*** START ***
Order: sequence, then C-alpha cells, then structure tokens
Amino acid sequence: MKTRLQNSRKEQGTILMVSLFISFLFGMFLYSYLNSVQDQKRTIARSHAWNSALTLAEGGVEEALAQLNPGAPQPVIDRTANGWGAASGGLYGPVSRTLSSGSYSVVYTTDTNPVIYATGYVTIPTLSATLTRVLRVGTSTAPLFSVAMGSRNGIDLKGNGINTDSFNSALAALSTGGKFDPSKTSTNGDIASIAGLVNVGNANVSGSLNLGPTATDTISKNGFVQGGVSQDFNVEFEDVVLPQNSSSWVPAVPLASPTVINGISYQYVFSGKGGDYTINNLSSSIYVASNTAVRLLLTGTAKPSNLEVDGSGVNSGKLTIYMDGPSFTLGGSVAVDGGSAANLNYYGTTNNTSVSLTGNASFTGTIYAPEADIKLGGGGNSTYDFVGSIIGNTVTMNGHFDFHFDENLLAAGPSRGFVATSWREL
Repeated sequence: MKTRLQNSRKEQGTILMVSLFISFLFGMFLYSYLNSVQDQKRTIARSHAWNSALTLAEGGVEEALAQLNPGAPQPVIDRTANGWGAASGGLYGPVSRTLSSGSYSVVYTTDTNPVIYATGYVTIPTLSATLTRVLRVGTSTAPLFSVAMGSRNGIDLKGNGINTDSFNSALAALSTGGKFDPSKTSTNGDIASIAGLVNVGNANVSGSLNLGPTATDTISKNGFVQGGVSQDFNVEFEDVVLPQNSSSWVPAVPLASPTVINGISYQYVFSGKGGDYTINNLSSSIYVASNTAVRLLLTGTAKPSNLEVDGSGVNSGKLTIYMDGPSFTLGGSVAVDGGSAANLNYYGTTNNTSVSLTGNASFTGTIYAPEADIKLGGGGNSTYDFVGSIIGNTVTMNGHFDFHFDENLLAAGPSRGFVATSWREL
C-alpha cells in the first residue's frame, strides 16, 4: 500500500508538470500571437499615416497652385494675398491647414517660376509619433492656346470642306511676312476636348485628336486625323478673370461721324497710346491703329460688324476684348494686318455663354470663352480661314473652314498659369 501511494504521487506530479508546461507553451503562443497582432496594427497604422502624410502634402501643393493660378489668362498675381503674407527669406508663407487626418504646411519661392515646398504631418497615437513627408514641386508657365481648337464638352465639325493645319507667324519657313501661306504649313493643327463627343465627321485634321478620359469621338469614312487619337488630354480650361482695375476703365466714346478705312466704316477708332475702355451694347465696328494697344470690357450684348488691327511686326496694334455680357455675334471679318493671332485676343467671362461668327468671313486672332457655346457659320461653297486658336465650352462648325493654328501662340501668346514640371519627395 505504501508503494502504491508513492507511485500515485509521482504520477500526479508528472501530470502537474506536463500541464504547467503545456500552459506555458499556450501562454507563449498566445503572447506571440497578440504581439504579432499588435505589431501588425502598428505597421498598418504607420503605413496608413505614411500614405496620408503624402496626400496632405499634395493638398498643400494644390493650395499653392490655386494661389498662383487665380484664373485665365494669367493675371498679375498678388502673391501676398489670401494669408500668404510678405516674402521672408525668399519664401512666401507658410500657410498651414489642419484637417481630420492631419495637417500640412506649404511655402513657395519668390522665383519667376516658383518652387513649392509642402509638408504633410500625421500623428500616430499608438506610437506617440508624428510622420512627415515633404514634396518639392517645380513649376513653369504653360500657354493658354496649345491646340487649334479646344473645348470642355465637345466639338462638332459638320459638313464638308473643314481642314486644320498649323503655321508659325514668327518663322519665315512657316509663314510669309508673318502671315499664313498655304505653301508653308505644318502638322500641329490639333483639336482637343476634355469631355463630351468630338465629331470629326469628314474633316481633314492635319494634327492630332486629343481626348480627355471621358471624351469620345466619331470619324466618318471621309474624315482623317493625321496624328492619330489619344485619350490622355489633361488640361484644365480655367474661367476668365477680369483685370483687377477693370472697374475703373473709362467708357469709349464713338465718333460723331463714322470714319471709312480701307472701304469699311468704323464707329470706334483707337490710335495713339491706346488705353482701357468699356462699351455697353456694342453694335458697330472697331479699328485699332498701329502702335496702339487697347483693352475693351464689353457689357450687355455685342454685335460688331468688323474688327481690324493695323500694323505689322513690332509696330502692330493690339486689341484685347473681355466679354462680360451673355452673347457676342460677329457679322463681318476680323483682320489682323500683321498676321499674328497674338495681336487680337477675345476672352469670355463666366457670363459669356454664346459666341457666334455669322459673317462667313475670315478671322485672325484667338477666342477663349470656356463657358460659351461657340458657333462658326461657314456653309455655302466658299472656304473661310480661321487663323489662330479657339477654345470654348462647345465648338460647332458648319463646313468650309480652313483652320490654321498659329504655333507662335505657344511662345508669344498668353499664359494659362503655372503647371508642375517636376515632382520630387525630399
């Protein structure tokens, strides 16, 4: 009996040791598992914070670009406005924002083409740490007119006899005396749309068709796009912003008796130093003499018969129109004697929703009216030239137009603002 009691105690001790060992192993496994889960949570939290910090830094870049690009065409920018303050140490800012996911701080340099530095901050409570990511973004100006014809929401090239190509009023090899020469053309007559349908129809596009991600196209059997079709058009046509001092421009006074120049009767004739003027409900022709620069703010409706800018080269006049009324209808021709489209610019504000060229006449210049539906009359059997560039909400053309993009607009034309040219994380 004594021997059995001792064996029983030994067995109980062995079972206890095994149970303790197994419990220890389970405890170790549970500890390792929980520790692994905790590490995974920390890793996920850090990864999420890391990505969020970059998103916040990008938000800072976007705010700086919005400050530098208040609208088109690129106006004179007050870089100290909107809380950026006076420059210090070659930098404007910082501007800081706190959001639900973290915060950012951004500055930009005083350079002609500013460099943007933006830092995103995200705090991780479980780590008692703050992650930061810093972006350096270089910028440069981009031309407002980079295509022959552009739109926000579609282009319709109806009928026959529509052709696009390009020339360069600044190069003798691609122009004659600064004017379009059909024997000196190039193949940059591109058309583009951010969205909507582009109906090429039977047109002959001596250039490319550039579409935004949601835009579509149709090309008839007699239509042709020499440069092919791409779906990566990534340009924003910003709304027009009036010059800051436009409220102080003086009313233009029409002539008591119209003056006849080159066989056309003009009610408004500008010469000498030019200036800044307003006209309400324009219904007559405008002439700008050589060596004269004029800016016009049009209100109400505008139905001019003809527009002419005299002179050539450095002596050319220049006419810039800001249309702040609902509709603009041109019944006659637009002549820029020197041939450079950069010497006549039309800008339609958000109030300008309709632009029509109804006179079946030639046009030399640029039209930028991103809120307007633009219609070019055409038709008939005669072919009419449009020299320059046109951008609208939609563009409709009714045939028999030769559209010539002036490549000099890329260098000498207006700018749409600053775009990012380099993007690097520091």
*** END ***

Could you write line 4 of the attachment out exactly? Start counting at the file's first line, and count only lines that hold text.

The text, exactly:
C-alpha cells in the first residue's frame, strides 16, 4: 500500500508538470500571437499615416497652385494675398491647414517660376509619433492656346470642306511676312476636348485628336486625323478673370461721324497710346491703329460688324476684348494686318455663354470663352480661314473652314498659369 501511494504521487506530479508546461507553451503562443497582432496594427497604422502624410502634402501643393493660378489668362498675381503674407527669406508663407487626418504646411519661392515646398504631418497615437513627408514641386508657365481648337464638352465639325493645319507667324519657313501661306504649313493643327463627343465627321485634321478620359469621338469614312487619337488630354480650361482695375476703365466714346478705312466704316477708332475702355451694347465696328494697344470690357450684348488691327511686326496694334455680357455675334471679318493671332485676343467671362461668327468671313486672332457655346457659320461653297486658336465650352462648325493654328501662340501668346514640371519627395 505504501508503494502504491508513492507511485500515485509521482504520477500526479508528472501530470502537474506536463500541464504547467503545456500552459506555458499556450501562454507563449498566445503572447506571440497578440504581439504579432499588435505589431501588425502598428505597421498598418504607420503605413496608413505614411500614405496620408503624402496626400496632405499634395493638398498643400494644390493650395499653392490655386494661389498662383487665380484664373485665365494669367493675371498679375498678388502673391501676398489670401494669408500668404510678405516674402521672408525668399519664401512666401507658410500657410498651414489642419484637417481630420492631419495637417500640412506649404511655402513657395519668390522665383519667376516658383518652387513649392509642402509638408504633410500625421500623428500616430499608438506610437506617440508624428510622420512627415515633404514634396518639392517645380513649376513653369504653360500657354493658354496649345491646340487649334479646344473645348470642355465637345466639338462638332459638320459638313464638308473643314481642314486644320498649323503655321508659325514668327518663322519665315512657316509663314510669309508673318502671315499664313498655304505653301508653308505644318502638322500641329490639333483639336482637343476634355469631355463630351468630338465629331470629326469628314474633316481633314492635319494634327492630332486629343481626348480627355471621358471624351469620345466619331470619324466618318471621309474624315482623317493625321496624328492619330489619344485619350490622355489633361488640361484644365480655367474661367476668365477680369483685370483687377477693370472697374475703373473709362467708357469709349464713338465718333460723331463714322470714319471709312480701307472701304469699311468704323464707329470706334483707337490710335495713339491706346488705353482701357468699356462699351455697353456694342453694335458697330472697331479699328485699332498701329502702335496702339487697347483693352475693351464689353457689357450687355455685342454685335460688331468688323474688327481690324493695323500694323505689322513690332509696330502692330493690339486689341484685347473681355466679354462680360451673355452673347457676342460677329457679322463681318476680323483682320489682323500683321498676321499674328497674338495681336487680337477675345476672352469670355463666366457670363459669356454664346459666341457666334455669322459673317462667313475670315478671322485672325484667338477666342477663349470656356463657358460659351461657340458657333462658326461657314456653309455655302466658299472656304473661310480661321487663323489662330479657339477654345470654348462647345465648338460647332458648319463646313468650309480652313483652320490654321498659329504655333507662335505657344511662345508669344498668353499664359494659362503655372503647371508642375517636376515632382520630387525630399